And what do you do with a good joke? Why, you analyse to death. Hence, the BBC used the shirt as a leaping-off point for a piece about the Parental Advisory logo.

And who better to share a thought or two about something music-related than Gennaro Castaldo, once HMV's homme de pensee, now installed on the South Bank as BPI's thought monarch:

But Gennaro Castaldo from the BPI admits that the label can undermine its own purpose. "Yes, there is that badge of honour aspect to it," he says. "The impulse behind it is to make parents and consumers aware of the content but it does have a dual effect - after all we've all been teenagers driven by a need to be anti-establishment and anti-parents. That's not going to change."
It makes you wonder what Gennaro's anti-establishment teenage years were like - sticking out press releases without notes for editors, perhaps. "Screw you mom, screw you dad, I'm not going to indicate where more follows and there's not a thing you can do about it."

I'm not sure Gennaro's statement makes much sense - if parents are seeing a sticker and going 'ooh, this is a rude record, I shall not buy it' and teenagers are seeing a sticker and going 'ooh this is a rude record, I shall buy it', I don't think that's a dual effect; it's alerting both sets of passers-by that there is a rude record on sale.

Obviously Gennaro knows in his heart that most teenagers will see a CD carrying a parental advisory sticker not in a shop as they go about making music purchases, but as they go through their parent's record collection going 'so you had to put these in, what, a BluRay machine? Is that how it worked?'

To be fair, not all youngsters wouldn't recognise a disc if it was sharpened to a point and used to slice their modish beards off. There's the subset of The Kids buying vinyl, and it was this "trend" thatsaw the Telegraph seeking Castaldo's counsel. What's going on, asked the Telegraph:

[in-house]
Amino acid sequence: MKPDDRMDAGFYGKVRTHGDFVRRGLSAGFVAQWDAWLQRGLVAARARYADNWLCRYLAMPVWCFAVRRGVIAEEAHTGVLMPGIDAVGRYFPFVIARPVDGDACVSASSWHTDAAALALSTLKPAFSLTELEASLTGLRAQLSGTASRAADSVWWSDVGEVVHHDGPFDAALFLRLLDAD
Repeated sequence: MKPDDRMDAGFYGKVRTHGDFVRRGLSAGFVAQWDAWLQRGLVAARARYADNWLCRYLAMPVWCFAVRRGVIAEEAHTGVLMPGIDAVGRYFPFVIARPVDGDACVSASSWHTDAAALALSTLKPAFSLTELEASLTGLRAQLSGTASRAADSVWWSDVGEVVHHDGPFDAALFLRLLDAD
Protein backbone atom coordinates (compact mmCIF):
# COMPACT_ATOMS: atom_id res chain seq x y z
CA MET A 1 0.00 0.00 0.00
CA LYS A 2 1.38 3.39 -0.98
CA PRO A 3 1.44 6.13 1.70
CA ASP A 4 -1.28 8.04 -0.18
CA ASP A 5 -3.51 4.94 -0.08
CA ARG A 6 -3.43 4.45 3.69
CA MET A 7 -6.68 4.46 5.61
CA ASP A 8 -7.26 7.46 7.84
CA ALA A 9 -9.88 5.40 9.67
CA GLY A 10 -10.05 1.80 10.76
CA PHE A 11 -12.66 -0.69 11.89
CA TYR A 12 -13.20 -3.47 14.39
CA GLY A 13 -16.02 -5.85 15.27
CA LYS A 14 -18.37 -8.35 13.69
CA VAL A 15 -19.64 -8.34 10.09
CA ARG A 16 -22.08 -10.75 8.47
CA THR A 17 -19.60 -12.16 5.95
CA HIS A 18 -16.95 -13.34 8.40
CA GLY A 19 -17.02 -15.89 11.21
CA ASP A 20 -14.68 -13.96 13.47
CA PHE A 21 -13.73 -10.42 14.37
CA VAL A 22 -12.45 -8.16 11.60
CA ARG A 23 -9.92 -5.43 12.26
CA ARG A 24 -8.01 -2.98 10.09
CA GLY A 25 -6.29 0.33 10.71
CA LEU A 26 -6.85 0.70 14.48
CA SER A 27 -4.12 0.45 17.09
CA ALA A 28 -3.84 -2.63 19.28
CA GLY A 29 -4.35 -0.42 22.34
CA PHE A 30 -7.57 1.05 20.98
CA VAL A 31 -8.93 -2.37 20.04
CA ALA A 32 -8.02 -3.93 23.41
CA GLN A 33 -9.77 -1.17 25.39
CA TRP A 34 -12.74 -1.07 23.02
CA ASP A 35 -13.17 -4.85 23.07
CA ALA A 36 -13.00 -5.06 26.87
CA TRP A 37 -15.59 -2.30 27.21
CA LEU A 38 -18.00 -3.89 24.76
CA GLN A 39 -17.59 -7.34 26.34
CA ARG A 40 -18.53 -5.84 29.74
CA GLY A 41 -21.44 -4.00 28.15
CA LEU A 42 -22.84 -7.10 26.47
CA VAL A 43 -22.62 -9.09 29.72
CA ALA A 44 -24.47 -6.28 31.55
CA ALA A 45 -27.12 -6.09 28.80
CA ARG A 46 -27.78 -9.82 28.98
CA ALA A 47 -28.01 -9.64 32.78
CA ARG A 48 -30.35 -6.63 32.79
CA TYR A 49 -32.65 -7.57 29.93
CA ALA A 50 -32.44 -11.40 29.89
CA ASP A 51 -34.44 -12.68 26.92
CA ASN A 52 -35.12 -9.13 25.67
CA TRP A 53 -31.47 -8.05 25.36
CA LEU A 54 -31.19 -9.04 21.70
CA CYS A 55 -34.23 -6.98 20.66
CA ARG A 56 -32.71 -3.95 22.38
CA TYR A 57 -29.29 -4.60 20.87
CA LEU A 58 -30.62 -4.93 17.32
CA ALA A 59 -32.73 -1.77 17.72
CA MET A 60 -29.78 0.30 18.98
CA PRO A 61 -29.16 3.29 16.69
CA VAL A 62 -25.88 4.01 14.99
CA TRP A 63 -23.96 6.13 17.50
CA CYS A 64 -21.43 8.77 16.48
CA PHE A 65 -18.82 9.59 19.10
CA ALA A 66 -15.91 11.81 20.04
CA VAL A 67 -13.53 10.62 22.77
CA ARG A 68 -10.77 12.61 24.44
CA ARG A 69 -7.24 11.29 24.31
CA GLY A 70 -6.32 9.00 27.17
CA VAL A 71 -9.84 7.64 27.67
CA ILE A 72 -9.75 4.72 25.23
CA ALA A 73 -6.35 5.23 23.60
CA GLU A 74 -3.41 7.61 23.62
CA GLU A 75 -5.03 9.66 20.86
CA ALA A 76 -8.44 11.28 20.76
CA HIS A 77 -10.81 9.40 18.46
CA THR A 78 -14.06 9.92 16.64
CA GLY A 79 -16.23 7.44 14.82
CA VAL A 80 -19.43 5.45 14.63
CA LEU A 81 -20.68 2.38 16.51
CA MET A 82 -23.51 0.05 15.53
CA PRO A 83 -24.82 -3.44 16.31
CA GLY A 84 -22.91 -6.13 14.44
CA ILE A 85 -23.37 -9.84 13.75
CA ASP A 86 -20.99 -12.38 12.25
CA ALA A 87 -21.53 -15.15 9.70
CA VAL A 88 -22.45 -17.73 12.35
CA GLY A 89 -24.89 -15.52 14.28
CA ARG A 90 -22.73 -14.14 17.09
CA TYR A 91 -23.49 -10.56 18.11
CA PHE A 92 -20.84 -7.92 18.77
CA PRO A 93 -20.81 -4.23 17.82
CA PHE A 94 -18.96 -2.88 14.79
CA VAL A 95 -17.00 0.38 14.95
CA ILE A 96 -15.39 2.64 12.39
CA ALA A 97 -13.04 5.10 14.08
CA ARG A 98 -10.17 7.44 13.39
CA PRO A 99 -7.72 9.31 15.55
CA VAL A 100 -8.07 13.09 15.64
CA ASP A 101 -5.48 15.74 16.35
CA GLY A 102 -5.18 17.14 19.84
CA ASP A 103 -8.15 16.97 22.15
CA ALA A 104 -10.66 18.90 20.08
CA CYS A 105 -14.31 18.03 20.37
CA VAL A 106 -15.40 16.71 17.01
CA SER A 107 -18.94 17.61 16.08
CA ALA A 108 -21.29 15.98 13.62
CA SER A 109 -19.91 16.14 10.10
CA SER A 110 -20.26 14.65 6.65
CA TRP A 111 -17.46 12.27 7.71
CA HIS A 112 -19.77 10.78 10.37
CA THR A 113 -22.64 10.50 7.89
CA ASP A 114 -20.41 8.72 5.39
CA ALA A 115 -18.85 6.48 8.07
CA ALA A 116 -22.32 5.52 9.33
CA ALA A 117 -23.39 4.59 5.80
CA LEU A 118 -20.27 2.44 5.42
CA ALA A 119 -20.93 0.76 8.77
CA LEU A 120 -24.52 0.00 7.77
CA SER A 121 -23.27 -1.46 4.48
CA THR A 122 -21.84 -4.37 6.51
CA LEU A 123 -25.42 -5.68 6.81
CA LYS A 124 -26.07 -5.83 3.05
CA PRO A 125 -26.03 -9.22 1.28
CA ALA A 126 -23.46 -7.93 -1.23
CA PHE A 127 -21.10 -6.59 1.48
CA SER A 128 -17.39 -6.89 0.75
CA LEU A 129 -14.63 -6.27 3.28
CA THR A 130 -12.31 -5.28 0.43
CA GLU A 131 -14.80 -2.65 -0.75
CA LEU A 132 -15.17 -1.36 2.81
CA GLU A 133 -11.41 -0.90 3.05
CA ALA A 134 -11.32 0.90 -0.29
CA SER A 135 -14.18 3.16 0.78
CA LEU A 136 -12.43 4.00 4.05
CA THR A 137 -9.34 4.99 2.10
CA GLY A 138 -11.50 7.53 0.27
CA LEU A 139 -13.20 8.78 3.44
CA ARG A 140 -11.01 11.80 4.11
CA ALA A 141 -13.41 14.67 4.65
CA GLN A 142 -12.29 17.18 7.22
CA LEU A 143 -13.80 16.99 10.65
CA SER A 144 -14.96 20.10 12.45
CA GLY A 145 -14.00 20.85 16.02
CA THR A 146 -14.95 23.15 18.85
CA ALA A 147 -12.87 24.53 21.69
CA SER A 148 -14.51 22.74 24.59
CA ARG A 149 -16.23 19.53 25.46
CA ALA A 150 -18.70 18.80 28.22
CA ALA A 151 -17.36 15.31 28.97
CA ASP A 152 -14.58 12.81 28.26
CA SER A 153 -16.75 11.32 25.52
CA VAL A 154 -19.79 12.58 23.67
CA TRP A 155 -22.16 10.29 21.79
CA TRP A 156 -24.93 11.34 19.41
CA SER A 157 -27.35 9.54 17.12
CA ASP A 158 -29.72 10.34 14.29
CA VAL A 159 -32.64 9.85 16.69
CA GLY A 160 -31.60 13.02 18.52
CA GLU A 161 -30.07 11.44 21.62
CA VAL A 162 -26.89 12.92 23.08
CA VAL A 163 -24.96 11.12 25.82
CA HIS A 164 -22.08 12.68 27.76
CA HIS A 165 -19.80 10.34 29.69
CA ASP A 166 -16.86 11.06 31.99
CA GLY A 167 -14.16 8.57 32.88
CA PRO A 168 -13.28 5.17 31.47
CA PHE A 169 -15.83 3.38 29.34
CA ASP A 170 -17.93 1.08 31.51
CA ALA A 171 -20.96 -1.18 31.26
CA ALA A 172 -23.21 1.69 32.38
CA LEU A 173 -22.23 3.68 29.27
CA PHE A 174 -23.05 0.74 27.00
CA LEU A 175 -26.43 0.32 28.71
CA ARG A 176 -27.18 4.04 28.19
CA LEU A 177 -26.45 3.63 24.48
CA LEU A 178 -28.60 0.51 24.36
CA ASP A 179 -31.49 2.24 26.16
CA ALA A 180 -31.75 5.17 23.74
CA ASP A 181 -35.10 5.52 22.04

Vinyl-record sales are booming, too. Last year they hit an estimated 1.2 million – the highest for 20 years, and a five-fold increase since 2008. Threatened by seemingly superior technologies, the old discs seemed headed for extinction, but – as with books – it is the “soul” of vinyl that has been its salvation.

In particular, fans like the covers – once an art genre in their own right and now being rediscovered by a new generation. “They are one of the key reasons people are buying vinyl again,” says Gennaro Castaldo of the British Phonographic Industry. “They help to transform a record into an artefact fans like to own and collect.”
Yeah. What Castaldo doesn't warn The Kids is that when they come to move out of their parent's homes, the purchase of vinyl is going to add boxes and boxes of weight to every time they shift from house to house in the future. Good luck with that, The Kids.

Thursday, February 05, 2015

Katy Perry surprised to discover nine year-old doesn't have much idea about music industry

Katy Perry always dreamed of being a brand releasing celebrity-endorsed perf... hang on, I mean pop star, don't I?